What do King Arthur, H. G. Wells, and the lost city of Atlantis have in common?
Cool factor, and K. W. Jeter.
It’s rather appropriate to write about the steampunk novel written by the man that invented the term “steampunk”. It was given to me as a gift by a friend who apologised profusely for how rubbish it was. Given that hearty recommendation, it took me some months to read – and, since my overwhelming impression was, “Hey, it’s really not that bad” it took me almost as long to get around to writing this review.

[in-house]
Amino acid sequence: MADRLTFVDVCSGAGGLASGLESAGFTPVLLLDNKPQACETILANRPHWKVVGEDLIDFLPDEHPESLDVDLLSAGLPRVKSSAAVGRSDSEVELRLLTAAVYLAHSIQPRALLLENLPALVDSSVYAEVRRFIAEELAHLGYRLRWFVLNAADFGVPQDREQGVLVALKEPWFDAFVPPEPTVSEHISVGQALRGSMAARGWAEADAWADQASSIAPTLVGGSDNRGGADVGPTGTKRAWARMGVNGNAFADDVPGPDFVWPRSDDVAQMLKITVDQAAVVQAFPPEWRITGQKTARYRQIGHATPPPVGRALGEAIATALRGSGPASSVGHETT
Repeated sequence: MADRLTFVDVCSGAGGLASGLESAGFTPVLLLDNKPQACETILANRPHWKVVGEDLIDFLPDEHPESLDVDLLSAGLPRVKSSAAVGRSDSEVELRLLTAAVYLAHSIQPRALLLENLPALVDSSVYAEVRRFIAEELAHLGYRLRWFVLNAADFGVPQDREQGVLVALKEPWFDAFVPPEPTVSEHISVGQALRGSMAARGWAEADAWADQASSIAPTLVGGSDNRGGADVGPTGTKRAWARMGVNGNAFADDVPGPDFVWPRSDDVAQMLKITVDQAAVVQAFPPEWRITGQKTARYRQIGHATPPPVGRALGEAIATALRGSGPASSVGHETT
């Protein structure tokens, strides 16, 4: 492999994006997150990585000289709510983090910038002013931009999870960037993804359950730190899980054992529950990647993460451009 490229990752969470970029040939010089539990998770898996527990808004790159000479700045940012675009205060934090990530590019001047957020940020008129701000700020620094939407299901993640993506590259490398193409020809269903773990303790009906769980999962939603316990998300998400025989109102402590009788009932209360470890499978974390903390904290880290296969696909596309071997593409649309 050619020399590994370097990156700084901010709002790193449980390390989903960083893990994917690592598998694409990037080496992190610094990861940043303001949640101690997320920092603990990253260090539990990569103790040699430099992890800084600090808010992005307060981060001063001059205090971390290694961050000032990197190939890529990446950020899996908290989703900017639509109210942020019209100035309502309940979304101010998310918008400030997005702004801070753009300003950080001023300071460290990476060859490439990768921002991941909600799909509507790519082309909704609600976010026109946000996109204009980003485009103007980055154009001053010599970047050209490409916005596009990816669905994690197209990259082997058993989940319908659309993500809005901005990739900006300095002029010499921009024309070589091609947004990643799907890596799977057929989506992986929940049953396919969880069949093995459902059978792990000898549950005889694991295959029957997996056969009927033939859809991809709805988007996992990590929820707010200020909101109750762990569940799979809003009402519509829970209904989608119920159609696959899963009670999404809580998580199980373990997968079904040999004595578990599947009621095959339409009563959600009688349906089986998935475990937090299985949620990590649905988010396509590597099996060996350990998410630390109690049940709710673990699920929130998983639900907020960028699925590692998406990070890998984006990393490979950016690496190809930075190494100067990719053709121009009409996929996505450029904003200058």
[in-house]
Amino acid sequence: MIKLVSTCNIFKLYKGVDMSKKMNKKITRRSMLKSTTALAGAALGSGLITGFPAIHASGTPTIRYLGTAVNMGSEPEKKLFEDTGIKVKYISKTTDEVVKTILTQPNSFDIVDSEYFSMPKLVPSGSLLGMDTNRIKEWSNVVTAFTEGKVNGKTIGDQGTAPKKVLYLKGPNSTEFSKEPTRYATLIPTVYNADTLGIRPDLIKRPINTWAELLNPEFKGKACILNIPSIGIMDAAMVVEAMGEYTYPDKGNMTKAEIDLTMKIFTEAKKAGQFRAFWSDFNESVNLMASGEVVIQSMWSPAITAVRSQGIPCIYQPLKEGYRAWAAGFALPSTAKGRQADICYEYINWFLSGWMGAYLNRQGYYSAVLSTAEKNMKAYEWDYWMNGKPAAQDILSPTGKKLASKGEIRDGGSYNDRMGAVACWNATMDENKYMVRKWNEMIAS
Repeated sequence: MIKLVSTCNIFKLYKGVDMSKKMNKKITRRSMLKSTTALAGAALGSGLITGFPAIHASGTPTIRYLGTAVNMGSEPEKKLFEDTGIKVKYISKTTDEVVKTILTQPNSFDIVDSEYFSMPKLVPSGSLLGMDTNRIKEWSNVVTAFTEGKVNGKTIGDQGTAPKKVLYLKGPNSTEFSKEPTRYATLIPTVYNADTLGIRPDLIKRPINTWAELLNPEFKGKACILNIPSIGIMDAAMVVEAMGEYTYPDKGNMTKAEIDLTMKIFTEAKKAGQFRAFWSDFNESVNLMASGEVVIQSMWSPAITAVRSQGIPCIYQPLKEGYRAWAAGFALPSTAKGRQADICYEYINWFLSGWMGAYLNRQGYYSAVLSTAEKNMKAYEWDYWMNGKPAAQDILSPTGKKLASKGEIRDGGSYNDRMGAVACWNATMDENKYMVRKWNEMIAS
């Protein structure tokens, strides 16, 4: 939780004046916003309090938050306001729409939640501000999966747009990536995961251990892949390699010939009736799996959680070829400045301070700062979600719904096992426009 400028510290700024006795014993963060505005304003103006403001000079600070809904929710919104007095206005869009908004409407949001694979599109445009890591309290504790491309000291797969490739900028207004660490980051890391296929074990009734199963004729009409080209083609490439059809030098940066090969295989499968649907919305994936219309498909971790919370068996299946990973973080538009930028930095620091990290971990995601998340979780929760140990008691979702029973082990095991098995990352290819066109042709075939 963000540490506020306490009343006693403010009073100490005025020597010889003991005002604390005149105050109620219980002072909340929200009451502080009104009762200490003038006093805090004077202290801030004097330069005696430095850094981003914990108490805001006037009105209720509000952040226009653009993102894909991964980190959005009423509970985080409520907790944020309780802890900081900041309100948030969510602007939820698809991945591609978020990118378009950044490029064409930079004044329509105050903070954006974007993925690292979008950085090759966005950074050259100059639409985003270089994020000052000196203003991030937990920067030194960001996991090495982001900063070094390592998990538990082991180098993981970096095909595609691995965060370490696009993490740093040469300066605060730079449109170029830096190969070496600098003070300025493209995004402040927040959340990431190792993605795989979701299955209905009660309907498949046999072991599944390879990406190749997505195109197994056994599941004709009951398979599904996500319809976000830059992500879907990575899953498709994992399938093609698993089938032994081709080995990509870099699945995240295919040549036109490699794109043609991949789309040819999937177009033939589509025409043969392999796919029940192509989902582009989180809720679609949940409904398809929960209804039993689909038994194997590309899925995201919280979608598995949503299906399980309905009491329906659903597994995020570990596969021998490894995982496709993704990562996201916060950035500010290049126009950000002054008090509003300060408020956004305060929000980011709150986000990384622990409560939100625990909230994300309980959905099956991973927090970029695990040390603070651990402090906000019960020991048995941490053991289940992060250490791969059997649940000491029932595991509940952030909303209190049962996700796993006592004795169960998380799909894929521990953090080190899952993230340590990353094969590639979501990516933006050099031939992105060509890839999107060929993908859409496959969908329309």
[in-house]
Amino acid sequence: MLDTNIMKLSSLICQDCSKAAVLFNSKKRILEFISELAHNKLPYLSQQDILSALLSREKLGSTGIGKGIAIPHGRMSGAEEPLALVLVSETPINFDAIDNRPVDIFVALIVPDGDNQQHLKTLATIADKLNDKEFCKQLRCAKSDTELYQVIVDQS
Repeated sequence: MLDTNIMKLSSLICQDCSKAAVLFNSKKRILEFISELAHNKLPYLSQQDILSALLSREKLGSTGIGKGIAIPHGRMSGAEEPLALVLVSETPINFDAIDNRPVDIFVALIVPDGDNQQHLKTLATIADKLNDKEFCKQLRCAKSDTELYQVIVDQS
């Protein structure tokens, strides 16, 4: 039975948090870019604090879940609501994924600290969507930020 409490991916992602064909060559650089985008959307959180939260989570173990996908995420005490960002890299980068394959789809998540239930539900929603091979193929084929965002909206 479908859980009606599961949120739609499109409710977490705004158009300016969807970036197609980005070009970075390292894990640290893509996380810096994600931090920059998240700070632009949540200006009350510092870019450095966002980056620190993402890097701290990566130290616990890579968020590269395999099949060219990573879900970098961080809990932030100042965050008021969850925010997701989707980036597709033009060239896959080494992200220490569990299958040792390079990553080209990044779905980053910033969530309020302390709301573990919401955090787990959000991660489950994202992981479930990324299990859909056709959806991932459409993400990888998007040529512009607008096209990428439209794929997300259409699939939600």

As you may have guessed from the beginning of this blog entry, the book doesn’t really make sense – but it doesn’t matter. I suspect this means we have Jeter to thank for all the wild steampunk romps from the 1980s to today. It doesn’t get caught up in showing off how much the author researched Victorian London, and it doesn’t get bogged down in an overly complicated plot (overly ludicrous is different). So. I more or less enjoyed it. It didn’t rock my world, but it wasn’t difficult to get through either. It certainly belongs in my steampunk collection, and I’m grateful for my peculiar friend for giving it to me.